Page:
The Unsettling Reason A New Orleans Starbucks Had To Shut Its Doors

With a new incoming CEO and ongoing employee unionization efforts, Starbucks has managed to stay at the forefront of relevant happenings in America. But a different company trend is gaining steam, one that's troubling on multiple levels: the closure of stores in major cities, primarily in downtown urban centers.

Starbucks announced in July that it would be shuttering at least 16 stores, including 14 West Coast locations in the Seattle, Los Angeles, and Portland metro areas, per AP News. The East Coast stands to lose stores in Washington, D.C., and Philadelphia. Now, with the imminent closure of a once-touted Starbucks venue in downtown New Orleans, it appears the closures will be more widespread. Outgoing Starbucks CEO Howard Schultz revealed that there would in fact be "many more," reports Business Insider.

A common thread weaves through the Starbucks story in each of these cities, and the unsettling reason goes well beyond simple economics. The stores instead reflect troubling neighborhood statistics, leading to designations of "high incident" locations.

Safety and Security

The flagship Starbucks coffee shop on Canal Street drew personal attention from Schultz during the company's New Orleans expansion in 2013. According to NOLA, the building's historic features received careful preservation, creating a "curated apothecary"-style ambiance with commissioned art, integrated antiques, and a wooden community table made from repurposed fallen trees. Just nine years later, the store, one of Starbucks' most unique locations, sits largely deserted after receiving its death-knell designation as a "high incident" location. In a nutshell, that means it will permanently close on October 2 due to concerns over safety and security.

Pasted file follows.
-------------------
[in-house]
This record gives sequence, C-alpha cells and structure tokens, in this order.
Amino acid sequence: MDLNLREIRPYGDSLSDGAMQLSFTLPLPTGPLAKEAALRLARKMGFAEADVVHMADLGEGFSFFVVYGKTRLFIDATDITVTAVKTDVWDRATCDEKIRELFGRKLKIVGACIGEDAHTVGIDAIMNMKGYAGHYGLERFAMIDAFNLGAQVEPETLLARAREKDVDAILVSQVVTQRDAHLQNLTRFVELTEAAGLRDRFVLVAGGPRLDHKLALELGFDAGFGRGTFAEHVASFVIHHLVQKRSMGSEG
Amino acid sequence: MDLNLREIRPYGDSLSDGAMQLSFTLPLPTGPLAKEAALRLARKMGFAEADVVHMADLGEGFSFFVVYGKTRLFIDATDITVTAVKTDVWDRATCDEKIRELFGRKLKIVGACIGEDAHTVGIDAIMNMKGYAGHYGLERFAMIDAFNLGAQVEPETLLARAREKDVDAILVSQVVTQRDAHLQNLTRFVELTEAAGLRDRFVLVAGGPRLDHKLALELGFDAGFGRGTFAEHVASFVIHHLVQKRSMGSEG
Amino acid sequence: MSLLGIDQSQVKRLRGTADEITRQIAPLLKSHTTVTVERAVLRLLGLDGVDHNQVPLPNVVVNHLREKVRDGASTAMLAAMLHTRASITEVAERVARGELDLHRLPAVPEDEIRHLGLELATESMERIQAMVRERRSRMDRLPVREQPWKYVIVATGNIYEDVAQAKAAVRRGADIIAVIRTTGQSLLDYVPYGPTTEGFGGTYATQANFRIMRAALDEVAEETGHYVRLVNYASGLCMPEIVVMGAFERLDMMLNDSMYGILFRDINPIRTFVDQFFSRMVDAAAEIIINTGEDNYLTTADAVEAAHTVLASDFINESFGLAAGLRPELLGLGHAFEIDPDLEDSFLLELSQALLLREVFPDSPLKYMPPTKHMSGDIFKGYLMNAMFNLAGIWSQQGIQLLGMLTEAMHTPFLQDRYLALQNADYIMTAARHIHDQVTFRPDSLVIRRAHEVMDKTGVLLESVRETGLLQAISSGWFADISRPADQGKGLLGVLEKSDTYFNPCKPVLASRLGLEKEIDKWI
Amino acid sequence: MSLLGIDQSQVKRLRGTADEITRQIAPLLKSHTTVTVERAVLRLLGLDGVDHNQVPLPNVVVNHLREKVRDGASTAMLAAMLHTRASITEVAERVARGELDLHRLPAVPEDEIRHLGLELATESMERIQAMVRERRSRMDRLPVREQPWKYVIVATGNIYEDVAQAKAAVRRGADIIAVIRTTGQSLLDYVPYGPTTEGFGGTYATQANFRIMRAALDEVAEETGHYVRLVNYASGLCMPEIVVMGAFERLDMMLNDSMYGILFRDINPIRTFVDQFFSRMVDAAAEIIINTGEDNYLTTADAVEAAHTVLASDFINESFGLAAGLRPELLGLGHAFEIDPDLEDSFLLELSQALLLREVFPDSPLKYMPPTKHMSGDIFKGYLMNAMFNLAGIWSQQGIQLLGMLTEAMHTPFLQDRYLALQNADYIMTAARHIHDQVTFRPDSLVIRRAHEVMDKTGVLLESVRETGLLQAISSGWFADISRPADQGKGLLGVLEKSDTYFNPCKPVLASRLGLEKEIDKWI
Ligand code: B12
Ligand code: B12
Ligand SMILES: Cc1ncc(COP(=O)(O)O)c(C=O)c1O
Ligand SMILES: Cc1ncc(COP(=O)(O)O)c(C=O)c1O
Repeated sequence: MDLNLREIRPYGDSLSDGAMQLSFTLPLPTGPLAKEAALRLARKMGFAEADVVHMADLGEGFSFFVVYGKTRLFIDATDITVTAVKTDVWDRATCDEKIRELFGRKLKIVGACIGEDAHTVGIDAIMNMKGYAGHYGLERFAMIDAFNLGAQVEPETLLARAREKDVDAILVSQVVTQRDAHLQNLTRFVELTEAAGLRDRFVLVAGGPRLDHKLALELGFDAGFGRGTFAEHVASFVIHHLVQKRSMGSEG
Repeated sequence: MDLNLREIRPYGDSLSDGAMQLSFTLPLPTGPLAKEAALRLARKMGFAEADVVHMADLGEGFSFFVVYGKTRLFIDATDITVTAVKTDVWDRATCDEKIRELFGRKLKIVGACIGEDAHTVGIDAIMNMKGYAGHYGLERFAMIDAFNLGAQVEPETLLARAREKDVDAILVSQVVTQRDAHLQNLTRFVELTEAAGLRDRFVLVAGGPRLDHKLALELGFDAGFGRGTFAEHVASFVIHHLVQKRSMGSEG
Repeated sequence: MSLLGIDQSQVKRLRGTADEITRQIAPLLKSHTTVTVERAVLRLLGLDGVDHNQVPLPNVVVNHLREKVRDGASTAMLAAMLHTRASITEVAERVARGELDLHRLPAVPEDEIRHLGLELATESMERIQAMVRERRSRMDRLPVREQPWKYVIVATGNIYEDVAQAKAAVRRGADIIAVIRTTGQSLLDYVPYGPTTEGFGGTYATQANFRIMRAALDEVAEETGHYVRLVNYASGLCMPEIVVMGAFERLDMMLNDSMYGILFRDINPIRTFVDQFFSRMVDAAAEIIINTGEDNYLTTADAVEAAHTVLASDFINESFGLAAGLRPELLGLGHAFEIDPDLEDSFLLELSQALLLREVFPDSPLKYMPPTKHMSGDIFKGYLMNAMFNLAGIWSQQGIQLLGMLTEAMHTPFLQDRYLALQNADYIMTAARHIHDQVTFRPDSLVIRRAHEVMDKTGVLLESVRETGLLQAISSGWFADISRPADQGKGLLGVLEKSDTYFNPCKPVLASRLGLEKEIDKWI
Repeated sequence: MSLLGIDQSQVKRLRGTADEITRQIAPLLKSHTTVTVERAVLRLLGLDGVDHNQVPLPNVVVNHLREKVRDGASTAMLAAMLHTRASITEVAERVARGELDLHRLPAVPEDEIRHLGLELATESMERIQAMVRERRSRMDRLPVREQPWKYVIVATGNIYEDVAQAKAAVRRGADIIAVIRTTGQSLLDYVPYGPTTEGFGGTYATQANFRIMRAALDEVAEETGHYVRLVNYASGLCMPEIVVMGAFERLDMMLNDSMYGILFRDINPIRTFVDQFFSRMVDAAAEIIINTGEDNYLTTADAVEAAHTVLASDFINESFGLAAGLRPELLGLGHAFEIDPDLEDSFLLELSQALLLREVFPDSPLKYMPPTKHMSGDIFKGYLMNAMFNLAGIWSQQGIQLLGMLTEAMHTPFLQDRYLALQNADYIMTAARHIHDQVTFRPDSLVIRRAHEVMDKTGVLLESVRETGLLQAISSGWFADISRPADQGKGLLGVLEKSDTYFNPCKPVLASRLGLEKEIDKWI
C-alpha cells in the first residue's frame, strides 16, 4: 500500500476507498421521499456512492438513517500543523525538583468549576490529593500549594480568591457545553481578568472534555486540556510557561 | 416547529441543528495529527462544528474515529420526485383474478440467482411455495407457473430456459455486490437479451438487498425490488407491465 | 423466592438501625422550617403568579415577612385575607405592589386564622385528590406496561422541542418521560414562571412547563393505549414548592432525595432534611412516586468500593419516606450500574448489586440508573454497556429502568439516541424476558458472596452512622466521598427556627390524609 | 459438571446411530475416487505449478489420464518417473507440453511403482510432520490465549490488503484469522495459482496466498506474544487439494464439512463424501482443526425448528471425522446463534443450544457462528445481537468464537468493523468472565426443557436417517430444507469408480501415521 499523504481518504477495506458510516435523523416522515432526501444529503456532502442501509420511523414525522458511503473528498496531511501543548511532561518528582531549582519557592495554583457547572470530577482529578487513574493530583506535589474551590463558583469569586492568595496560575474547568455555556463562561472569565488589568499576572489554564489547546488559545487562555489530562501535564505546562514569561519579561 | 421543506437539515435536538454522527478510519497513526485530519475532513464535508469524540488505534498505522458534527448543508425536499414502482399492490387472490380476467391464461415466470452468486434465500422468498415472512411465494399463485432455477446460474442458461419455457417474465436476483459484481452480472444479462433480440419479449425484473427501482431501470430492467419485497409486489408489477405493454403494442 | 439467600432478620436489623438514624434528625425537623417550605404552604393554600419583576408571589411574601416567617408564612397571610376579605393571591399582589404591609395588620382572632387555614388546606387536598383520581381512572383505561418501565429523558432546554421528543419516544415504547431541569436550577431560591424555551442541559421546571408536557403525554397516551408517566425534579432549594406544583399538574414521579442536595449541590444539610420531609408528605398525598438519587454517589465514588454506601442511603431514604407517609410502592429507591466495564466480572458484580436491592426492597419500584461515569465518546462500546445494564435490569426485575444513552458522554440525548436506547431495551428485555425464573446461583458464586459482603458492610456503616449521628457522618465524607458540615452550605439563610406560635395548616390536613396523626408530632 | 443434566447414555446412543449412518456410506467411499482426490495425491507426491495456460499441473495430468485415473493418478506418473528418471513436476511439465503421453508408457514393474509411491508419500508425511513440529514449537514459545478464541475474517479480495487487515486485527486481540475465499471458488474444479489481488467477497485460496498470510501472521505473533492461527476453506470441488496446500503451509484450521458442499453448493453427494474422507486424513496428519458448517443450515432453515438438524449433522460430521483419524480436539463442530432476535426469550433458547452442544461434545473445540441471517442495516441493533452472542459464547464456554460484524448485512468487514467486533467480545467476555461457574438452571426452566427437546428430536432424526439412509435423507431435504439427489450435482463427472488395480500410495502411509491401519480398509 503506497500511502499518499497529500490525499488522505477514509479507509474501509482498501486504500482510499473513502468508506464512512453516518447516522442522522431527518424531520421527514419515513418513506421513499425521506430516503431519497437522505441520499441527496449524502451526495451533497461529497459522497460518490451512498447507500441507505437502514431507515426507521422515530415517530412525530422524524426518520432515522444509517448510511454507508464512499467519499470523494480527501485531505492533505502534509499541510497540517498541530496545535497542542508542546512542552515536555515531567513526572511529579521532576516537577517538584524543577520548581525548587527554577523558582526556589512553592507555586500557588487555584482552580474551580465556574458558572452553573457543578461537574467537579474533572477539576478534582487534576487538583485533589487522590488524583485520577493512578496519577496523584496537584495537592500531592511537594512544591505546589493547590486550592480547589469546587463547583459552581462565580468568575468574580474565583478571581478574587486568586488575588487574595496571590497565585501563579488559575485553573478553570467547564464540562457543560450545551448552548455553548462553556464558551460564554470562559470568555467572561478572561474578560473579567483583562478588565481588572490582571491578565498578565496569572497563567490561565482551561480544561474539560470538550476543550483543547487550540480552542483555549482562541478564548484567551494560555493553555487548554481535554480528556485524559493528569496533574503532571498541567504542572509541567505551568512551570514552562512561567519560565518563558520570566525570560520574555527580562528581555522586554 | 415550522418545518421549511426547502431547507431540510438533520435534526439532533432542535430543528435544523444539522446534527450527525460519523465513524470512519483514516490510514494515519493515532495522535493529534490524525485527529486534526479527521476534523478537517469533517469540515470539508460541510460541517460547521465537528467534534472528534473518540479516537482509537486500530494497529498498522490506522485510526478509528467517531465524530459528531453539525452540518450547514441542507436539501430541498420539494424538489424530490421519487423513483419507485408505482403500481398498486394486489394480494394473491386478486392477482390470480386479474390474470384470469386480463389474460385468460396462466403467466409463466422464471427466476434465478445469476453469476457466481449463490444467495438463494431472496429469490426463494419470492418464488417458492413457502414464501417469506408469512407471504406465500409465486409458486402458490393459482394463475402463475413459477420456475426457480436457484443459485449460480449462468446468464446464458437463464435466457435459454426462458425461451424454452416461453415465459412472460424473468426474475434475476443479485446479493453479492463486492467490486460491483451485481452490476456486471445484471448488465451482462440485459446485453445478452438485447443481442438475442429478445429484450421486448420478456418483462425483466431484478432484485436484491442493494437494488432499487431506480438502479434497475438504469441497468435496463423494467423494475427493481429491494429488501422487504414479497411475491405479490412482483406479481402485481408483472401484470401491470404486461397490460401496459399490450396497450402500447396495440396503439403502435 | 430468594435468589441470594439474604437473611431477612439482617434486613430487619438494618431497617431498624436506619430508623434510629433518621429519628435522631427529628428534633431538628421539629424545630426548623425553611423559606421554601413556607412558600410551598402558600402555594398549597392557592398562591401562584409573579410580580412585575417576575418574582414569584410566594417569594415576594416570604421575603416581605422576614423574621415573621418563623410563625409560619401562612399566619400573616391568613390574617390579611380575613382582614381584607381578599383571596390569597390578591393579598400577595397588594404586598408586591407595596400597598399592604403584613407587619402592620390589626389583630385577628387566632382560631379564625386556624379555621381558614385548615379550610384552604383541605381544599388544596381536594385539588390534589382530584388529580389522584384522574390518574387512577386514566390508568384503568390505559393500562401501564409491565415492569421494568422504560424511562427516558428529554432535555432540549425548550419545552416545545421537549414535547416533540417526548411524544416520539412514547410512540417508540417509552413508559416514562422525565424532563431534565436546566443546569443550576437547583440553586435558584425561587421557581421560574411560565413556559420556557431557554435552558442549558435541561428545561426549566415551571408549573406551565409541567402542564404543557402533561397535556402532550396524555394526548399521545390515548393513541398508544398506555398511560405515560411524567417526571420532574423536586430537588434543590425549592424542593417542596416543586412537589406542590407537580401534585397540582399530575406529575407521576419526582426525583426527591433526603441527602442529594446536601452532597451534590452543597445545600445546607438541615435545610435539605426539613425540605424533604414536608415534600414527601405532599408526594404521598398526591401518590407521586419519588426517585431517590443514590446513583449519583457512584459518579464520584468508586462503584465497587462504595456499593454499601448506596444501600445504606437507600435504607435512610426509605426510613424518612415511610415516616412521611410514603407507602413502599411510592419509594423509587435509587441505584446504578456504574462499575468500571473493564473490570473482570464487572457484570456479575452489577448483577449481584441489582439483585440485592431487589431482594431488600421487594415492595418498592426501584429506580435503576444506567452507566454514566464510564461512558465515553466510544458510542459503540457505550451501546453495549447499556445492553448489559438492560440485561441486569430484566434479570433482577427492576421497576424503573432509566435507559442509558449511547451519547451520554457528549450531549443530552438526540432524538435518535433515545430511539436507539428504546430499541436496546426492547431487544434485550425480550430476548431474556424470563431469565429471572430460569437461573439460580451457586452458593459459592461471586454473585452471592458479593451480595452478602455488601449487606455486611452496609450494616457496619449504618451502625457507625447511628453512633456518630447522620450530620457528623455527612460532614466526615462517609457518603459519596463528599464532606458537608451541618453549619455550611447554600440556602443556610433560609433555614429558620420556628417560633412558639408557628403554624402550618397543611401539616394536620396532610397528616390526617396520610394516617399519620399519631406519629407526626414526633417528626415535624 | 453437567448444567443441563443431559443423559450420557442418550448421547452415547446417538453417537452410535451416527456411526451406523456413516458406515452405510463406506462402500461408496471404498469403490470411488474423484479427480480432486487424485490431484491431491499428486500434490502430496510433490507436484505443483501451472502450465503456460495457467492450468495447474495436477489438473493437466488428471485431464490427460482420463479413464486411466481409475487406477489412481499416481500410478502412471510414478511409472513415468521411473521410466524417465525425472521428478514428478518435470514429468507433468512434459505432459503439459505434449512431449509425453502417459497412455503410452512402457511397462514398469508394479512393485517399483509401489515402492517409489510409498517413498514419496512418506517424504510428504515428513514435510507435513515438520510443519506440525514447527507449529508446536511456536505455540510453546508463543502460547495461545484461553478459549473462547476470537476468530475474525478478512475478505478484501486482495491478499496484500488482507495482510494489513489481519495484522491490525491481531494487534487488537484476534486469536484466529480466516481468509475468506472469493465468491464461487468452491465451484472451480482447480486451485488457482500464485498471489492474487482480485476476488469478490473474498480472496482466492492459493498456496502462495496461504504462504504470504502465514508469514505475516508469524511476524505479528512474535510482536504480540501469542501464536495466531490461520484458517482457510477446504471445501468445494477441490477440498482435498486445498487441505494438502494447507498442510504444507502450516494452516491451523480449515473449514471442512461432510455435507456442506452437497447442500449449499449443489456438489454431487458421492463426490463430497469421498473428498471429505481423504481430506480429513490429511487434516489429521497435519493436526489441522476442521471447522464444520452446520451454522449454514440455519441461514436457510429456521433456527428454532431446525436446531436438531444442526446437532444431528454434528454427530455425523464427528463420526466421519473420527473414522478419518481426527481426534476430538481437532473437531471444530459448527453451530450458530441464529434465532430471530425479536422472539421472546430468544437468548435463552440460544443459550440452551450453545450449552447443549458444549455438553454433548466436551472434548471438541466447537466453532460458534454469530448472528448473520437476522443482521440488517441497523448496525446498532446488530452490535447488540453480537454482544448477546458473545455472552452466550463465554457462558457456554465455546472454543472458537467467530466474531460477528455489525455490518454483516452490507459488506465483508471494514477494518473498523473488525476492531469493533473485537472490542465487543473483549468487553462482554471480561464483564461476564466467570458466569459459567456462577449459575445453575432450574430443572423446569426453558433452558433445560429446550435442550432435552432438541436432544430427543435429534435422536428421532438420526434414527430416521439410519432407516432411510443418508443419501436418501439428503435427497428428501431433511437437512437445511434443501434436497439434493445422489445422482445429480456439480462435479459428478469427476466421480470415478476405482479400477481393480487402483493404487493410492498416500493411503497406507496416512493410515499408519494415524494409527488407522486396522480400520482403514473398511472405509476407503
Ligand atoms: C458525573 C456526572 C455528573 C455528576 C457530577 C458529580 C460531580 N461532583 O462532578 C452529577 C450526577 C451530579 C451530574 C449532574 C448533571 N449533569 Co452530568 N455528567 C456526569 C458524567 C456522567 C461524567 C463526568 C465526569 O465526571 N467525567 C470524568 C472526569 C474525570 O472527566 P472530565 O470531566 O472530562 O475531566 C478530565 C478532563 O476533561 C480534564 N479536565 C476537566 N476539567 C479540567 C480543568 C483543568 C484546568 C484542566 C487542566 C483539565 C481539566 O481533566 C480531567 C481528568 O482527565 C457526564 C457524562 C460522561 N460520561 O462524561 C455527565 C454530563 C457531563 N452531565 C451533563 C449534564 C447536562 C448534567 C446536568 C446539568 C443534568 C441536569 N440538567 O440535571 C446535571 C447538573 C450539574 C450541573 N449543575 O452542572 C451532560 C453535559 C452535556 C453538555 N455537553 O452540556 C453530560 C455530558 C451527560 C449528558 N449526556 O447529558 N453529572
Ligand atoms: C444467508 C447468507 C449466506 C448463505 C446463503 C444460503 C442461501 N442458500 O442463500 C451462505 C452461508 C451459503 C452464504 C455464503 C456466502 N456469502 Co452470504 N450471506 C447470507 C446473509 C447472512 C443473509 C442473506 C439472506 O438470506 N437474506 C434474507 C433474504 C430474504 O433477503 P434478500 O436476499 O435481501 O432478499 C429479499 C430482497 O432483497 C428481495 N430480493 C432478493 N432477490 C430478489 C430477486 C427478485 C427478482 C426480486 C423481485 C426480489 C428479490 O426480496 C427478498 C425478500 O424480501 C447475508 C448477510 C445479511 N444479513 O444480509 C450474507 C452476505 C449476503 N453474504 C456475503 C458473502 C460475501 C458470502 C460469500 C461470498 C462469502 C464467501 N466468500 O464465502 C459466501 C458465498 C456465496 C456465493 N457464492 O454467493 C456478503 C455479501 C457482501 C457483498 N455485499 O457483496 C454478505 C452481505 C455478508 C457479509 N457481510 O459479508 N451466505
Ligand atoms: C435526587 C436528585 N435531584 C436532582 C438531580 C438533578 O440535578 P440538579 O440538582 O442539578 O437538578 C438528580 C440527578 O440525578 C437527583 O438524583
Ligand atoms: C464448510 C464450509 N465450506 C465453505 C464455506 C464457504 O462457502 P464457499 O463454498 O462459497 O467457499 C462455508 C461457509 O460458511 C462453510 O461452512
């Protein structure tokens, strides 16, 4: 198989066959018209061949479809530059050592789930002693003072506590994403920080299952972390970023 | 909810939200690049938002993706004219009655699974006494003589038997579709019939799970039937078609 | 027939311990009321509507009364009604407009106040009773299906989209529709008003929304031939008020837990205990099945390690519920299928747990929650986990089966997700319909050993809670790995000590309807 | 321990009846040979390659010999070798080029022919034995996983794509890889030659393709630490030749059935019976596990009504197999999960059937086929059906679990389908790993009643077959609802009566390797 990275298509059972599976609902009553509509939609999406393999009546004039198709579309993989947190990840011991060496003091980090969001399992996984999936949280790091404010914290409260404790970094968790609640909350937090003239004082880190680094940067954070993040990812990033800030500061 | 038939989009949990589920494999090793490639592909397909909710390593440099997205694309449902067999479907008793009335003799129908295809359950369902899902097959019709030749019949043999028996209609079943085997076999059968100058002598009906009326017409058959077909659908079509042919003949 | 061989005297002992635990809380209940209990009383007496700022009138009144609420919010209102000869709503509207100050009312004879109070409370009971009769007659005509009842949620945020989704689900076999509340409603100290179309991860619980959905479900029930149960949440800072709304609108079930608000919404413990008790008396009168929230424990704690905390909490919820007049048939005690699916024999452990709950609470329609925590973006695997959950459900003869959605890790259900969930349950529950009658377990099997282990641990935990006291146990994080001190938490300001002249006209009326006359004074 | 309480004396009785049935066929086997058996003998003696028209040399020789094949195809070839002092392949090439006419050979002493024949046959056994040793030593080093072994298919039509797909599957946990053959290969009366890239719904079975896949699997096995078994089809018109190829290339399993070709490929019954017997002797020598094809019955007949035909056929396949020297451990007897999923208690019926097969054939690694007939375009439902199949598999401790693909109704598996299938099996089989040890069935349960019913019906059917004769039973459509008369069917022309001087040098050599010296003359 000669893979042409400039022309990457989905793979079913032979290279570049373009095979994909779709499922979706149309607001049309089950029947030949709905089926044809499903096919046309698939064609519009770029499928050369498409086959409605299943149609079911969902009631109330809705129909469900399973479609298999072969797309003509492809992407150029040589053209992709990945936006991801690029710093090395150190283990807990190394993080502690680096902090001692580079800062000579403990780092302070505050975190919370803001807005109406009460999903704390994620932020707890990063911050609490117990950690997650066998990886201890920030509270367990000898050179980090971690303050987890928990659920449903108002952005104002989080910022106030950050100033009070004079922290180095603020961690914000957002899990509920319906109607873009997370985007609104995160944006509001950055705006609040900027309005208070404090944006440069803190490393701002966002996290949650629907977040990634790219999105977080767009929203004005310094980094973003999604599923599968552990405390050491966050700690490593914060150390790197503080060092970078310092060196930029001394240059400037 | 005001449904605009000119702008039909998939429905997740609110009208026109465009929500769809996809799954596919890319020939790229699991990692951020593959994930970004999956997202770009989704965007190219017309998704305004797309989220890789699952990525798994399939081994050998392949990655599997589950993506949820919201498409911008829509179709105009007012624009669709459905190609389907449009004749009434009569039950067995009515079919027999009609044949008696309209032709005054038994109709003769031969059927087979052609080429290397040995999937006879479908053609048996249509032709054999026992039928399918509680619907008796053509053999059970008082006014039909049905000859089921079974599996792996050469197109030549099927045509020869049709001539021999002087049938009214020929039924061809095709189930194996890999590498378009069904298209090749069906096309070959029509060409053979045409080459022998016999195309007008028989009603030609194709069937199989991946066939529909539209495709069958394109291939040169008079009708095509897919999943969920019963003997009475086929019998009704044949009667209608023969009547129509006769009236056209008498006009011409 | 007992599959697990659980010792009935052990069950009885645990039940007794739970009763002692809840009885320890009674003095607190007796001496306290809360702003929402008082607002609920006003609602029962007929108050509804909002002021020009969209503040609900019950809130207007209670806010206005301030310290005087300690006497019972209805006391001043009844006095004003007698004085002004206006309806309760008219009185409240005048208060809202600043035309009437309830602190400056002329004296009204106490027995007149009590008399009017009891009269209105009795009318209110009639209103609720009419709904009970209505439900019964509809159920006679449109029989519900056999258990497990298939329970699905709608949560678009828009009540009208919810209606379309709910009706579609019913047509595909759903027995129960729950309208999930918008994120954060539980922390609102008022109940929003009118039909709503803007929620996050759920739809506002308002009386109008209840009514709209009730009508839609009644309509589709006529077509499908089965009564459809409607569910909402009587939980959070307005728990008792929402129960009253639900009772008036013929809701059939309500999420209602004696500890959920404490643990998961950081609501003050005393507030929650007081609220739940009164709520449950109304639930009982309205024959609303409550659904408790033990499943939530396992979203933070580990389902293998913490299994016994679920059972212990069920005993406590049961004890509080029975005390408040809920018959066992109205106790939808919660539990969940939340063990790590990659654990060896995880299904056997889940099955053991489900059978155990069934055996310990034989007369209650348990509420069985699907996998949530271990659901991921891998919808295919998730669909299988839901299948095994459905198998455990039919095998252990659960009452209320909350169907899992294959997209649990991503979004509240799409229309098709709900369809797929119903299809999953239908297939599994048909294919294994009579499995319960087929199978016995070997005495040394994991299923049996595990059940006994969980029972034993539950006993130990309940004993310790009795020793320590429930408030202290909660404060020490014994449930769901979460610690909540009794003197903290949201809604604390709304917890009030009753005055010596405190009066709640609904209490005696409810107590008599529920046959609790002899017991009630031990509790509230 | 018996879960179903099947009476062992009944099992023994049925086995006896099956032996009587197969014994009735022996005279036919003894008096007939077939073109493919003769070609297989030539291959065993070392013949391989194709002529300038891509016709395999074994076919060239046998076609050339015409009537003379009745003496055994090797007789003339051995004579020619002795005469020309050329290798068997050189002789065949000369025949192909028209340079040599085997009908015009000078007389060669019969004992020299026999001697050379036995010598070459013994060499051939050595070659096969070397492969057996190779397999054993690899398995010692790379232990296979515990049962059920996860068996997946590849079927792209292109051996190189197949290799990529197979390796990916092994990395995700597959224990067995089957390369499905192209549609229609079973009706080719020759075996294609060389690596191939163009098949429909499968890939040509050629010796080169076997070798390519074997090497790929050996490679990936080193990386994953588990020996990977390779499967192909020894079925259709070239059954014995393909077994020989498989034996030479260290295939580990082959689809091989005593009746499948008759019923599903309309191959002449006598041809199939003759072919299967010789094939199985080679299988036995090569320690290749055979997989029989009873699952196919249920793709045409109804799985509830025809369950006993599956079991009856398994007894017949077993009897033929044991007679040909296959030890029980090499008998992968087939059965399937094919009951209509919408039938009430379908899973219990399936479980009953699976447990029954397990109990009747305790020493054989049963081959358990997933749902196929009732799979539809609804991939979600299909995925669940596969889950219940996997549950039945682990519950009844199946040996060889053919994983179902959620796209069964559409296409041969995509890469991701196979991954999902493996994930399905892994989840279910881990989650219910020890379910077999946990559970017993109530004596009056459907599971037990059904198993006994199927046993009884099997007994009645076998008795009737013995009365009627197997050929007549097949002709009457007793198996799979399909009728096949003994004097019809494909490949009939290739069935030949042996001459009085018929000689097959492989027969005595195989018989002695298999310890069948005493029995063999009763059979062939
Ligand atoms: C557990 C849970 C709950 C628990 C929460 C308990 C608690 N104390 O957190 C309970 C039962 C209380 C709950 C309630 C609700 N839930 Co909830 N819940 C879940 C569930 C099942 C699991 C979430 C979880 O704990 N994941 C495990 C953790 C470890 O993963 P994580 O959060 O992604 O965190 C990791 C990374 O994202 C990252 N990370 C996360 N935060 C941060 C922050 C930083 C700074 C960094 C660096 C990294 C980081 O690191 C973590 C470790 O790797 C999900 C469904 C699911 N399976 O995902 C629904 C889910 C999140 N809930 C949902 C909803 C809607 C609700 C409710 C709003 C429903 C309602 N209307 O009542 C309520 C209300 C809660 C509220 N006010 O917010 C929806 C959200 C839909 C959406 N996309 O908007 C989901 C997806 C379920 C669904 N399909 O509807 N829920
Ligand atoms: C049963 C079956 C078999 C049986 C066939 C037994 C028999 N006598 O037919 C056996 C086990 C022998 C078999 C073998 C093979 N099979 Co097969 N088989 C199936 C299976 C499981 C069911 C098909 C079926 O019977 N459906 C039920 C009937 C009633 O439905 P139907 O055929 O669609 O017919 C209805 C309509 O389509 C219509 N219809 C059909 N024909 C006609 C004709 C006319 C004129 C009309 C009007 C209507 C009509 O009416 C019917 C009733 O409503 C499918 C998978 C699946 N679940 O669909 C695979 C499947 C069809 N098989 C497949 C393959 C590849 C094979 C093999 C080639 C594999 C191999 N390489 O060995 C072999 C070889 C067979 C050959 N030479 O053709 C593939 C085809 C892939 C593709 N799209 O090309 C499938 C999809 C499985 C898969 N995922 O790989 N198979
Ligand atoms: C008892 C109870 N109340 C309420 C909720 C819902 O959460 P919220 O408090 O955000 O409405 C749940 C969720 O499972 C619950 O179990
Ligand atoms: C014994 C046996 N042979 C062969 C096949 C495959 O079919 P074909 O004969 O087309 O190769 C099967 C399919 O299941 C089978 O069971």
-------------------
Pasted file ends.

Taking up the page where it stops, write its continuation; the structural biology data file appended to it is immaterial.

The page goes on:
Starbucks acknowledged in July that threats to employees were rising in some areas, stating intentions to either resolve the ongoing problems or shut down affected stores. The nationwide review of U.S. Starbucks venues revealed that the once-darling Canal Street coffee shop at the intersection of St Charles Avenue had higher-than-average numbers of crime and "incident" logs that put employees and customers in danger. Starbucks spokesperson Sam Jeffries explained that growing national challenges play out within Starbucks communities and stores every day, including mental health dilemmas, racism, and COVID-related exacerbations, according to 4WWL television station in New Orleans. After consultation and brainstorming with community leaders and Canal Street store employees, the company announced that operations must cease.

In light of the growing nationwide push for unionization by Starbucks employees, which is opposed by the company, NOLA notes that the Canal Street store had not applied for union formation.